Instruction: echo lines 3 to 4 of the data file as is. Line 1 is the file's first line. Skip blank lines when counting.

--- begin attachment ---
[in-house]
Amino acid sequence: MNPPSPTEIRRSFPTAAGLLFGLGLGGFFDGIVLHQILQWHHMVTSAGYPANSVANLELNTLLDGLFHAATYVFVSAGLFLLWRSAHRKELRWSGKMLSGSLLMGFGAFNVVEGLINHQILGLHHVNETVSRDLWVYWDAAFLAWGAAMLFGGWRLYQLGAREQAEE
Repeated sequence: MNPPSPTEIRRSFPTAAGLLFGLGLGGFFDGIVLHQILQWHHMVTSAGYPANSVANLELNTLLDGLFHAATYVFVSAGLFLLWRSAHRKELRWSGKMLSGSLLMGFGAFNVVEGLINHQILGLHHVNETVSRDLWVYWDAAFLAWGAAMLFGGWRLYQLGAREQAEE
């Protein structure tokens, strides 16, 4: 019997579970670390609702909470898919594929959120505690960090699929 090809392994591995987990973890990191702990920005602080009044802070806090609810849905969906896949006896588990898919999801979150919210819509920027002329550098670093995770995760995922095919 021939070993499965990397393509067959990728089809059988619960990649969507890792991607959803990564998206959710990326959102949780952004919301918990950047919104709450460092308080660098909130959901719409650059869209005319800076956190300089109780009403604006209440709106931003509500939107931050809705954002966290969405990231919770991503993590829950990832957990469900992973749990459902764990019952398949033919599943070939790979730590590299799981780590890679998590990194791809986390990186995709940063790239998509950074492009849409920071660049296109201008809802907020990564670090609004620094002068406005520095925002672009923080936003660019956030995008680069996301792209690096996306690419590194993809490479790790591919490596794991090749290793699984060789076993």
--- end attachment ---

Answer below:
Repeated sequence: MNPPSPTEIRRSFPTAAGLLFGLGLGGFFDGIVLHQILQWHHMVTSAGYPANSVANLELNTLLDGLFHAATYVFVSAGLFLLWRSAHRKELRWSGKMLSGSLLMGFGAFNVVEGLINHQILGLHHVNETVSRDLWVYWDAAFLAWGAAMLFGGWRLYQLGAREQAEE
């Protein structure tokens, strides 16, 4: 019997579970670390609702909470898919594929959120505690960090699929 090809392994591995987990973890990191702990920005602080009044802070806090609810849905969906896949006896588990898919999801979150919210819509920027002329550098670093995770995760995922095919 021939070993499965990397393509067959990728089809059988619960990649969507890792991607959803990564998206959710990326959102949780952004919301918990950047919104709450460092308080660098909130959901719409650059869209005319800076956190300089109780009403604006209440709106931003509500939107931050809705954002966290969405990231919770991503993590829950990832957990469900992973749990459902764990019952398949033919599943070939790979730590590299799981780590890679998590990194791809986390990186995709940063790239998509950074492009849409920071660049296109201008809802907020990564670090609004620094002068406005520095925002672009923080936003660019956030995008680069996301792209690096996306690419590194993809490479790790591919490596794991090749290793699984060789076993």